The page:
There is a most interesting point to Abraham’s faith that Søren Kierkegaard mentions in his philosophical work published in 1843, “Fear and Trembling”. He explores Abraham’s internal conversation as he climbs Mt. Moriah to sacrifice Isaac. It says that the binding of Isaac was a test for Abraham. God knows he believes, the one who really knows, after the event, is Abraham.

Chapter twelve of Genesis is the beginning of a story, not only the story of Abraham but the story of us as well. As the children’s song says, we are all children of Abraham. The proper response to “who are you?” is always, “my father was a wandering Aramean.” We are children of Abraham by faith.

What can we learn from Abraham?

Is God’s grace resistible? Have we acted faithlessly?

Do we cling tightly to our comfort and our own pleasures, and turn our back to the call which God has extended to us?

Do we spend our money confident of His care?

Do we meet our challenges aware of His promise to be with us and to give us strength for this day?

Do we love our children and see our spouse as the gift from God that they are?

Do we exercise the amazing gift and authority to forgive a sin, no matter how small or large? Or do we bear the grudge and nurse the wound?

Do we look for God everywhere except in the places He promised to be? I have said it before, but I really believe that if we truly believed that someone was putting the very body of Christ into our hands, we wouldn’t complain about the music, or anything else. We would sing off key, in Latin, yet we would still be here. Is the murmuring we so often hear in our churches, but a symptom of a profound faith problem?

We really are of ourselves spiritually incomplete and incompetent people. God has done all the work and we cannot even get the faith right. He has born the weight of this world’s sin, and we miss out because we struggle to believe. The many misconceptions of faith which make it into our own work, and work terror in our heart, and then we are then forced to ask the questions: “Have I done enough?” “Is what I have saving faith?” “How do I know?”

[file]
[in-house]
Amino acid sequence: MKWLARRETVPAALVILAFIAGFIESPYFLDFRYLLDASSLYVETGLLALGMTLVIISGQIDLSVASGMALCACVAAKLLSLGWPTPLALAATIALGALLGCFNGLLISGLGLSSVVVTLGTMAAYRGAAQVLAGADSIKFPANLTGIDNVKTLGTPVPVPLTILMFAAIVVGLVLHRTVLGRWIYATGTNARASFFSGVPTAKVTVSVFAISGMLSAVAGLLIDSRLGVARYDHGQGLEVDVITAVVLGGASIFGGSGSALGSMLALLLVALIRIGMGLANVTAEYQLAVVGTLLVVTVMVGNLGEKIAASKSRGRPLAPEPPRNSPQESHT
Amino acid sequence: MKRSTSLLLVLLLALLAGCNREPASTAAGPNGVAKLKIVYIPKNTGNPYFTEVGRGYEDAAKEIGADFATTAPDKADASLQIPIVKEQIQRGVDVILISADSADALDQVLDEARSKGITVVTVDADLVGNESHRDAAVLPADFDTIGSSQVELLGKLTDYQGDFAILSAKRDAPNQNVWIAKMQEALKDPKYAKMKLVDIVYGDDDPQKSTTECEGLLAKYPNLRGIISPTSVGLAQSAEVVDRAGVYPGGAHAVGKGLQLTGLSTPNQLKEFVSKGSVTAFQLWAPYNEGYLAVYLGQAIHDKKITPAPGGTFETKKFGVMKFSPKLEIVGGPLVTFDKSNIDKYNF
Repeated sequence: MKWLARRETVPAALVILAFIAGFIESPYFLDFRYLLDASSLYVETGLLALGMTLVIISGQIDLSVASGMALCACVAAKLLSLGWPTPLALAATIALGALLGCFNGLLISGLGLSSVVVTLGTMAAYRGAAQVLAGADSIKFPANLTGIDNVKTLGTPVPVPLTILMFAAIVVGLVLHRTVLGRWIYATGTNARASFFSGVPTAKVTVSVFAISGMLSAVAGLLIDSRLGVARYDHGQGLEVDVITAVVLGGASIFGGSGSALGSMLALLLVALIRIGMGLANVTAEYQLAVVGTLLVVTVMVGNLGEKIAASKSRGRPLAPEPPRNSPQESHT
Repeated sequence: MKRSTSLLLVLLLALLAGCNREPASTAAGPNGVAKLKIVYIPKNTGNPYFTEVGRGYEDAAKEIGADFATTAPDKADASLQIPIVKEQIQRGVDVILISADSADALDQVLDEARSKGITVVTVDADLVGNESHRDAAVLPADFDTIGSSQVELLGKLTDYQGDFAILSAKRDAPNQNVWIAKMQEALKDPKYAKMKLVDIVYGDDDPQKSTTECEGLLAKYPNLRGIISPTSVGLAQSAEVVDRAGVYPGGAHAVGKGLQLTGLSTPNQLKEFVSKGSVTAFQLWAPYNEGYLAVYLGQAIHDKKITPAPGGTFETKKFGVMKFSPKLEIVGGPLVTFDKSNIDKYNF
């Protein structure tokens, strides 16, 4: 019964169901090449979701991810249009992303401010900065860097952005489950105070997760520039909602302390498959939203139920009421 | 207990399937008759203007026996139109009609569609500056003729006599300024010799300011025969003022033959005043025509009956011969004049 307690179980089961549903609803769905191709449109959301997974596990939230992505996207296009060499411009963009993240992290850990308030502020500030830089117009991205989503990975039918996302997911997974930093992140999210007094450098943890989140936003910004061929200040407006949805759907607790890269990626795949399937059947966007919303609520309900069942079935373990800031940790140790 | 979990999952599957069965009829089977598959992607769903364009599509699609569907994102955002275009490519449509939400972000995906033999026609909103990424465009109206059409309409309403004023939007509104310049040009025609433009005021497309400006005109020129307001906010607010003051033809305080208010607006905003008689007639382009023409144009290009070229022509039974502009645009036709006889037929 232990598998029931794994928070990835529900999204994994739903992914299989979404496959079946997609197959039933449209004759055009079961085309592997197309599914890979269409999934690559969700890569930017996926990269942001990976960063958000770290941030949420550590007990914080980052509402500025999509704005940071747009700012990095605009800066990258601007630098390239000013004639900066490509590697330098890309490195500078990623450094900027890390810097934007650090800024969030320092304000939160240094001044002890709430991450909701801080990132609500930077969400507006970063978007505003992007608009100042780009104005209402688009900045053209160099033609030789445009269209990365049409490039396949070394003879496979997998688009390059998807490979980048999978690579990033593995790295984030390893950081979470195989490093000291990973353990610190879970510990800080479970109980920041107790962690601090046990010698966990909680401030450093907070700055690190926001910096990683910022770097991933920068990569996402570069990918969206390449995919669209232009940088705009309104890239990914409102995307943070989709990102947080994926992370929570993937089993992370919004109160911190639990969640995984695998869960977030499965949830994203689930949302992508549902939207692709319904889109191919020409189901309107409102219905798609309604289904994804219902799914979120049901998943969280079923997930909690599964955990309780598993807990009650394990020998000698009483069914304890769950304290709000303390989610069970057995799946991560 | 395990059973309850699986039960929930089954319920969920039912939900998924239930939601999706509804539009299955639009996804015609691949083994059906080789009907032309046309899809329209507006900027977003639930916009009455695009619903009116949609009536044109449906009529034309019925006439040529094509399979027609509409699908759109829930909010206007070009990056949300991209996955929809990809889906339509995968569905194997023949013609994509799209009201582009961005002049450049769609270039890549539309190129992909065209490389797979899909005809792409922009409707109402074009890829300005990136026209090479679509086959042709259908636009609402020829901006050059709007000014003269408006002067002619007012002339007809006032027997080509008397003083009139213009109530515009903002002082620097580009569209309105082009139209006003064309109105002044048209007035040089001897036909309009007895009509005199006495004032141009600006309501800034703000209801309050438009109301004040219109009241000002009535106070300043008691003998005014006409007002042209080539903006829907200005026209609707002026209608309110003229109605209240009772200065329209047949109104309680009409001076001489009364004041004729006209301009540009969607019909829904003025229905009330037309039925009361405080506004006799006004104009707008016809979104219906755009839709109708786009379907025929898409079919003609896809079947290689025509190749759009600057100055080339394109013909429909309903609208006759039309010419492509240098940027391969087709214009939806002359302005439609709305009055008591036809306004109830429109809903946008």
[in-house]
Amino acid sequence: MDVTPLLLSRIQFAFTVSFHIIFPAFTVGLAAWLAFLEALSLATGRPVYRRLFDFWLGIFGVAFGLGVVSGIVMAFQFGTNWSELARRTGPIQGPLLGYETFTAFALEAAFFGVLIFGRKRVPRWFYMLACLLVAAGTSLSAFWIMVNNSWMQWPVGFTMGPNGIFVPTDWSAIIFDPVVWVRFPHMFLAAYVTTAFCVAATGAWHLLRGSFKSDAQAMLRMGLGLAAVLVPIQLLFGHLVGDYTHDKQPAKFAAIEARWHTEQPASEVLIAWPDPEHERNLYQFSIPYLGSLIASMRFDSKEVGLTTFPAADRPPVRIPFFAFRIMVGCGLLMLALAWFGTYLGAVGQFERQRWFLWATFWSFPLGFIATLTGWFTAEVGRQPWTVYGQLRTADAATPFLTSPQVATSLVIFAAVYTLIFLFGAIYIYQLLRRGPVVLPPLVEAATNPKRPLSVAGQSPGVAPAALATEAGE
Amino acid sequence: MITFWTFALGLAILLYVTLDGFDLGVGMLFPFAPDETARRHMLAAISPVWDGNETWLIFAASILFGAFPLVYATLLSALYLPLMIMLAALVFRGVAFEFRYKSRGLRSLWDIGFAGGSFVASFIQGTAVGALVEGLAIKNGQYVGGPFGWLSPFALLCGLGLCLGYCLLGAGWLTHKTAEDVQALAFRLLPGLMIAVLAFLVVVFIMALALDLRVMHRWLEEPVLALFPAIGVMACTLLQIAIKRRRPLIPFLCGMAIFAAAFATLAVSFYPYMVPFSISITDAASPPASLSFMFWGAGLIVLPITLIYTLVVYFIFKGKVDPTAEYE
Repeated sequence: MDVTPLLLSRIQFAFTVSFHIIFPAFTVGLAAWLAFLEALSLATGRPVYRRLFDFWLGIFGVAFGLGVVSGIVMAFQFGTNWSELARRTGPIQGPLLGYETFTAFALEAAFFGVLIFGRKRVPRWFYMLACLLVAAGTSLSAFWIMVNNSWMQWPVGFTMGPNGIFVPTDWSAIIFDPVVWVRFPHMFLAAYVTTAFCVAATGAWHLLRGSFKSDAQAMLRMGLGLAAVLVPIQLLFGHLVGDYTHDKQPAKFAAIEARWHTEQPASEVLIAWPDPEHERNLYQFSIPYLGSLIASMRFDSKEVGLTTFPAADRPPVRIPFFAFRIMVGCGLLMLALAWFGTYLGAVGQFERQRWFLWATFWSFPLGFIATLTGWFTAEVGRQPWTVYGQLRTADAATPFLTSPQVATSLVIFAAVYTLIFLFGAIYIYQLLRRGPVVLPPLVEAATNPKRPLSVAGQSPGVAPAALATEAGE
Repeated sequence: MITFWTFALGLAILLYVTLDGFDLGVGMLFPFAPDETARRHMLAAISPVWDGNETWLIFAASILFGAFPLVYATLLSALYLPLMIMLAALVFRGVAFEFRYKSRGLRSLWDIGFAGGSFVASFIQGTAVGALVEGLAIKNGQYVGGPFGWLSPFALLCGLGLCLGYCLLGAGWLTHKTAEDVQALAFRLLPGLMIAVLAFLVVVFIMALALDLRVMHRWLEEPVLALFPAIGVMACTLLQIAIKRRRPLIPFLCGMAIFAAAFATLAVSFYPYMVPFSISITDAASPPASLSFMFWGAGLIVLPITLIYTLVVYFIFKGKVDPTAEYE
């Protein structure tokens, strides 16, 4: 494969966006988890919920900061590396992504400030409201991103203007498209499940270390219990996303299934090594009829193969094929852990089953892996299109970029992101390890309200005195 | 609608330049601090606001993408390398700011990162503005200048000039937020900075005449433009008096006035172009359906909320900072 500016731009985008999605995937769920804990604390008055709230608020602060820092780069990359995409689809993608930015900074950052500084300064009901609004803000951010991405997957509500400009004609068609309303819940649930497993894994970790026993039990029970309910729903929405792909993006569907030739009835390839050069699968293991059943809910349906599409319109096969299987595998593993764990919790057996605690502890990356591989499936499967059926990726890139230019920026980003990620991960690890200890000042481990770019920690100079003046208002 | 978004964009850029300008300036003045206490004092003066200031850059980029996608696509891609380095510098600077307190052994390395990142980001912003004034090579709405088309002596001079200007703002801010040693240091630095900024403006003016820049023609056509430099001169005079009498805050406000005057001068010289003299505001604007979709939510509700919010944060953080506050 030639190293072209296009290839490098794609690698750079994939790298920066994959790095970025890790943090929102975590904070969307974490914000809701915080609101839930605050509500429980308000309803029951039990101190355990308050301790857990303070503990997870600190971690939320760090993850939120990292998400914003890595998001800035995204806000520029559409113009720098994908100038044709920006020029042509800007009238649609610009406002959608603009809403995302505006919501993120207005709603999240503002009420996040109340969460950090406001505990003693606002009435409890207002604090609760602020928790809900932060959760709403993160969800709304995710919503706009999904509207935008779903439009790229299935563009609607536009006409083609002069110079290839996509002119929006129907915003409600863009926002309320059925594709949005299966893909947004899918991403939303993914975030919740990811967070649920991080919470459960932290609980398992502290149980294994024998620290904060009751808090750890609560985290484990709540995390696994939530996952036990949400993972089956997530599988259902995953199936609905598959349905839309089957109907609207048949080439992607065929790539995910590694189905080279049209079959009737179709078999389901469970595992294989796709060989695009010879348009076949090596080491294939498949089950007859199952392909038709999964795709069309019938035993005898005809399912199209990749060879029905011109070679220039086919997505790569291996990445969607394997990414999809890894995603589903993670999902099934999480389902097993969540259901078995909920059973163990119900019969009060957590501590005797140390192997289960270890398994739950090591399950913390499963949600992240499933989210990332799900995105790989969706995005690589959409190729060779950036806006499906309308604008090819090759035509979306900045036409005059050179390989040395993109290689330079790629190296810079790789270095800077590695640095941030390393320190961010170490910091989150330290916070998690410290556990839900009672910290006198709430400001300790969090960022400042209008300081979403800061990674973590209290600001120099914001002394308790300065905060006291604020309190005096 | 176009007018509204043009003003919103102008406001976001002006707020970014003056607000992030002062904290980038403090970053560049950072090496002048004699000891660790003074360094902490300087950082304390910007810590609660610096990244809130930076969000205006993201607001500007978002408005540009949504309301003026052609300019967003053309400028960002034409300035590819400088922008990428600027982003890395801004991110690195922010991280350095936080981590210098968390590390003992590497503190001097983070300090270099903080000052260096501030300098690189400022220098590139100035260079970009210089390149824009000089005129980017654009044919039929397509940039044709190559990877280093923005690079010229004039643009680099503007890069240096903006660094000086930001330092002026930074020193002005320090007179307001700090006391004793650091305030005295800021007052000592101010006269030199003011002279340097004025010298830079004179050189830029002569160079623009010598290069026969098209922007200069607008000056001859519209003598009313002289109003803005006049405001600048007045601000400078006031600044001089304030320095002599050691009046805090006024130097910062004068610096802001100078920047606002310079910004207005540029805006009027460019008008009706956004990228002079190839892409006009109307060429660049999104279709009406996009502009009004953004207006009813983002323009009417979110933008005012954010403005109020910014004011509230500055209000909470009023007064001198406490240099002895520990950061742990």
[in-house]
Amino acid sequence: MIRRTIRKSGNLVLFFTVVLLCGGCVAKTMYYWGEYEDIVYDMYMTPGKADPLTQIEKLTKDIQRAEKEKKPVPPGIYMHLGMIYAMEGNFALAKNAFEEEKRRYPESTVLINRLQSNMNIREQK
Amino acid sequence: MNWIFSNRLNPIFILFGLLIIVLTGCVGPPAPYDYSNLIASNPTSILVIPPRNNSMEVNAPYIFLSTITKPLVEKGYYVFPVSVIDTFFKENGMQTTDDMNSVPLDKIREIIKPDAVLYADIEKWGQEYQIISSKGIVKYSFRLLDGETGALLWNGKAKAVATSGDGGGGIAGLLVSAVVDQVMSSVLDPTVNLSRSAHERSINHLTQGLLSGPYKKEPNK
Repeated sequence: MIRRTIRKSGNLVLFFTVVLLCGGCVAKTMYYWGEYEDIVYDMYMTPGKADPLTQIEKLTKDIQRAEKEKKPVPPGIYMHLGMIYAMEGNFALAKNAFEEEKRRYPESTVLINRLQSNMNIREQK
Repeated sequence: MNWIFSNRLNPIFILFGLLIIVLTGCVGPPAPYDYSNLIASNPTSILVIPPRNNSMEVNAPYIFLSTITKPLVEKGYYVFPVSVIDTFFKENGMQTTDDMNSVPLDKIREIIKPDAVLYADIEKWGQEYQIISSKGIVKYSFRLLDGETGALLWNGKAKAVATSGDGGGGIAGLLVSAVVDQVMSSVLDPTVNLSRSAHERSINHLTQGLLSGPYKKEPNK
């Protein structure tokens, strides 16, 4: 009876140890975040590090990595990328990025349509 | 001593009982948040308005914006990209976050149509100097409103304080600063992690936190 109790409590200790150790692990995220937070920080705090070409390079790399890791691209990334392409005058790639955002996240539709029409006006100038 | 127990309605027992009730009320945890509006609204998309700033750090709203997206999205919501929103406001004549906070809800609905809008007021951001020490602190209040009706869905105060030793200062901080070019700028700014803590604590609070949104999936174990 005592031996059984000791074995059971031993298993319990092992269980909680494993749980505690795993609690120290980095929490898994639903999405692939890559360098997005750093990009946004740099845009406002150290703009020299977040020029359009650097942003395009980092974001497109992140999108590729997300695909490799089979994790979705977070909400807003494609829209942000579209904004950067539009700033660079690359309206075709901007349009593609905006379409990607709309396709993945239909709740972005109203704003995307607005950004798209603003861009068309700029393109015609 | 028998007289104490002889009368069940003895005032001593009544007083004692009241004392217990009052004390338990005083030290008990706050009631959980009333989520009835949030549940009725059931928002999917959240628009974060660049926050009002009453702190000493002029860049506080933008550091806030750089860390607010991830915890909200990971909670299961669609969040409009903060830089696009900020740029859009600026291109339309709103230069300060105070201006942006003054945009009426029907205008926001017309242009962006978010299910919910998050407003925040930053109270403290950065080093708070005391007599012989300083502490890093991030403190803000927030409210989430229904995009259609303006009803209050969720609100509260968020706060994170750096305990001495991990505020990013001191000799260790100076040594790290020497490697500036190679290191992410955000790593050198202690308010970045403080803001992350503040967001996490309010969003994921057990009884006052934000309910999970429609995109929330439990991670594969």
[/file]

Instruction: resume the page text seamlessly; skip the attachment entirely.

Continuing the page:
Faith is ultimately a relationship which God establishes and God nurtures. This takes this awesome responsibility out of our hands. God will not run roughshod over us. We may close our eyes and resist Him, it’s true, but that only makes the faith that much more sweet.

Now this faith that I’m talking about is not a generic faith. You often hear people say, “You just gotta have faith,” as though faith has some sort of power within itself. Maybe you may remember the original Peter Pan scene that brings Tinkerbell back to life just because the audience believes. It is the audience’s applause that gives power to Tinkerbell.

Abraham’s faith is not a ‘Tinkerbell faith.’ It is not our faith that gives God permission to save us. Instead, it is God, the Holy Spirit who works faith in us in order to give us the salvation that Jesus earned with His death on the cross. It is not the sincerity of faith that saves. Instead, it is the object of faith that saves. You can have a faith with a sincerity that transcends the universe, but if it is not in a specific Man, who died on a specific cross, outside the City of Jerusalem, that faith is useless. The faith that the Holy Spirit gives has a specific object, Christ crucified for the forgiveness of sins.

A child who has disappointed his or her parents is still their child. God has committed Himself to us in Jesus. Like a father who stands up, under oath, and promises to care for a child, He has entered into this relationship for the long haul. His patient care is greater than our failings.

His love seeks us out. He did not put it in a room or some temple somewhere, but He gave it legs and voice, heart and eyes. You probably first felt, it in the gentle arms of your mother, you have felt it ever since in the love of God expressed through the countless Christians He has brought into your life and into your family. Through them, God seeks you out so that He may love you.

God works faith through baptism, word, and sacrament. God has defined who you are. You are now the sheep whom the shepherd seeks. You are the branch which the vine sustains and feeds. You are the child in the father’s arms.

Lent is a time of hope in the midst of hopelessness. Your heavenly Father sent His Son, the Lord Jesus Christ, as possessing nothing, and yet blessing all nations by giving Himself to death for you. He came not to possess the land but to give Himself to those who are journeying with Him to the cross. With the promised blessings, we are still going on toward our final home. Even though you have no deed for it, you have hope in it, because God has promised, just as He did to Abraham. Your hope is in Him. Amen.